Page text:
Father had the traditional American approach to spectating at a bullfight, but he took it (or it took him) a little further than most. One summer we were visiting relatives in San Diego, and on a Sunday afternoon Father drove the whole family down to see a corrida in Tijuana. None of us even had much of an idea what it was about, except Father who, of course, claimed to be an expert. He explained to us that the bullfighter usually won, but if you could get the right odds—say about 12 to 5—the bull wasn't a bad bet and could even be an overlay.
Soon we were sitting on the sunny side of the bull ring, in the middle of some of the wildest-eyed fans in the world, and Father was on his feet shouting at the top of his lungs: "Come on, tor-ro, let him have it, baby!"
The bullfighter swirled his cape and passed the bull by a fraction of an inch. "Attaway, tor-ro!" Father cried. "You're getting the range now!" This might have gone on all afternoon, and some of the bilingual fans in our section might have given Father a moment of truth of his own, but a kindly trio of ushers rushed down to our seats and escorted us out. I will never forget Father's closing shot. "Hey, tor-ro," he hollered, just before we were whisked out of sight of the ring, "stick it in his ear!"
Father's favorite spectating passion was tennis, a game he had played middling well in his youth. The first rule of tennis viewing is, "Don't cheer during a rally." If one is wearing soft gloves, one may politely slap one glove against the other (gently! gently!) to denote one's exuberance, but anything louder than that is considered gauche. Father knew all this, but he was simply unable to restrain himself. "Listen, Sonny," he would say to me before a big match, "if I get up and start rooting, you pull me right down."
Then a rally would begin, and Father would squirm, and all of a sudden he'd be on his feet screaming, "Way to hit it, baby! Oh, beauty, beauty, beauty! Now kill it! Kill it! KILL IT!" Down on the court Father's hero would slam a shot, and the opponent would make a brilliant recovery and Father would shout, "He was lucky that time, Ellsworth, baby. Now give it to him, right on the baseline, attaway, baby!" All this noise sounded exactly like a string of cannon crackers going off at High Mass in St. Patrick's Cathedral. I would pound and pummel Father and climb on his back to pull him down, but he couldn't even tell I was there. Then the set would end, and there would be nothing for Father to shout about, and he would suddenly realize that everybody was glowering at him. At such times he would look around embarrassedly, slump back into his seat and stare straight ahead. Soon he would nudge me, and without turning his head he would say out of the corner of his mouth, "What'd I say, Sonny? What'd I say?"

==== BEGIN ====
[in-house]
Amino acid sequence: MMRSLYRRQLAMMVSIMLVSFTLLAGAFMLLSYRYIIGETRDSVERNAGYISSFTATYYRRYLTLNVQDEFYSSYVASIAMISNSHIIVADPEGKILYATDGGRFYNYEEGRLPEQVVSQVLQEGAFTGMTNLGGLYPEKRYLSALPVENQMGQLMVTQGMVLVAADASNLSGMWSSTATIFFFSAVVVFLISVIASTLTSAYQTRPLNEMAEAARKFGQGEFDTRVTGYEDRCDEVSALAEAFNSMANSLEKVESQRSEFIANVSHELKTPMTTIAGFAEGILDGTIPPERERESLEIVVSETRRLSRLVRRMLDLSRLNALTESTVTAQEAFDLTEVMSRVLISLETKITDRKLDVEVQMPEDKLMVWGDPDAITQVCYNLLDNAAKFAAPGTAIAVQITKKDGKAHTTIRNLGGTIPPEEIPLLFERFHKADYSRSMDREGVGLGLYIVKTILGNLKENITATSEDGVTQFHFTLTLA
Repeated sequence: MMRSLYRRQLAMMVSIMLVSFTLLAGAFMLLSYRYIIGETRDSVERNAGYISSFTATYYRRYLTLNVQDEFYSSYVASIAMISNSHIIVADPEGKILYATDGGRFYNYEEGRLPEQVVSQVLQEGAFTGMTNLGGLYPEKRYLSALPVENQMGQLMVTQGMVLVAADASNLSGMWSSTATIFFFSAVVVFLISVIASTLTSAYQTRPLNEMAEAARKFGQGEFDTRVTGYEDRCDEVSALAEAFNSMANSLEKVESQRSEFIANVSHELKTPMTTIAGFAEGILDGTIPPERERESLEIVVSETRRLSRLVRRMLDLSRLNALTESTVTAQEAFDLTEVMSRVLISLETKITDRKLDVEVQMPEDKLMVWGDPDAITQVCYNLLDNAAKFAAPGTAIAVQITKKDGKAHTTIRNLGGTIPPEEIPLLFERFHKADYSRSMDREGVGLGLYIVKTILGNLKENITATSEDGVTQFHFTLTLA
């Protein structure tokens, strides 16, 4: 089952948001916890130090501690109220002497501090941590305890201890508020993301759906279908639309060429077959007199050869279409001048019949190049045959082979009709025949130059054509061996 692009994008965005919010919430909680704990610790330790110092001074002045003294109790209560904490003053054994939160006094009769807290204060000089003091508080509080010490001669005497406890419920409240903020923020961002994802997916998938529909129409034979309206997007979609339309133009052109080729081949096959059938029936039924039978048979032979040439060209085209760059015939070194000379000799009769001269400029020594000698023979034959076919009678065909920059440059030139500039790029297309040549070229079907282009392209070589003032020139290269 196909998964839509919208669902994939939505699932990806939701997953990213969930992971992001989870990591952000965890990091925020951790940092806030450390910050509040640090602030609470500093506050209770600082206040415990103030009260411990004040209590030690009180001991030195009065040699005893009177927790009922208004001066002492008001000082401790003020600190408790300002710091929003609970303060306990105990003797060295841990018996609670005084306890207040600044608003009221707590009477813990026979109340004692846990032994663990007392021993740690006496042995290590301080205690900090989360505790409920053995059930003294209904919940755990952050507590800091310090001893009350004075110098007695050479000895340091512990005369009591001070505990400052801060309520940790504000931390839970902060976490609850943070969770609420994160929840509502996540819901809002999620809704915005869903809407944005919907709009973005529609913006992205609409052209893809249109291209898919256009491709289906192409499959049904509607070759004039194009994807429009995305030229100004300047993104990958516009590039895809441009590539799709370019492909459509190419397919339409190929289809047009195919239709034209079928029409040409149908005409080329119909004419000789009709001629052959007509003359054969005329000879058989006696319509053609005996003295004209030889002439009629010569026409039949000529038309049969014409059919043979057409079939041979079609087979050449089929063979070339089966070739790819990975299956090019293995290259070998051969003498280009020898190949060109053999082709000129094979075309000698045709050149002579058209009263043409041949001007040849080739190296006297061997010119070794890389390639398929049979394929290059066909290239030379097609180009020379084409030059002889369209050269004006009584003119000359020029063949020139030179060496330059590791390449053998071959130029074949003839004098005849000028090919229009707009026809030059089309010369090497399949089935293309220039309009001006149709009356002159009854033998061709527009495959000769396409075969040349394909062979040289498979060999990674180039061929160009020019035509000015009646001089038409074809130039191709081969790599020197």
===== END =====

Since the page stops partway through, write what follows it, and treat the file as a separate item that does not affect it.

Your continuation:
I always soft-pedaled my answer. "You just gave him a little encouragement," I would say. "Nothing much."
I was very pleased last year when the high officials of tennis announced that they would permit a "reasonable expression of excitement" by spectators. History had at last caught up with Father, and not a minute too soon. The week after the announcement, he was at Forest Hills shouting at a chubby linesman: "You really blew that one, Fatty. Yes, you, Rabbit Ears!"
It was difficult to argue with Father about such matters; he was one of those fortunate human beings who are born with the knack of always being right. When first and second base were occupied and there were less than two out, Father would jump up and shout "Out!" as soon as the batter hit an infield fly or, for that matter, a home run. When a left-hander would start to work in the bullpen, Father would say instantly, "That's Asuza warming up." If I pointed out to Father that Asuza was a righthander and had been sent to the minors three months ago and then had retired from baseball, Father would simply say, "Well, he's back tonight. I'd know that motion anywhere." Father was equally expert at basketball games, where he would call all fouls, except those called by the referee.
I suppose it will come as no surprise that the son of so bizarre a fan should turn out a little strange himself. I do not refer to myself (I am the epitome of grace and dignity at a sports event) but to my brother Charley.
Charley was not the athletic type. He was the only kid in our neighborhood who had to have a five-minute rest period after a game of jacks. If he got into a baseball game it was an event, and if he got any wood on the ball at all, even to hit into a fielder's choice, it was discussed in the neighborhood for days. The result was that Charley was always the last player chosen in our pick-up ball games. He would stand there feigning nonchalance, looking around and whistling softly, while the other kids were selected one by one. Once in a while a captain would say, "O.K., I'll take Charley, but his outs don't count." More often, he wasn't chosen at all.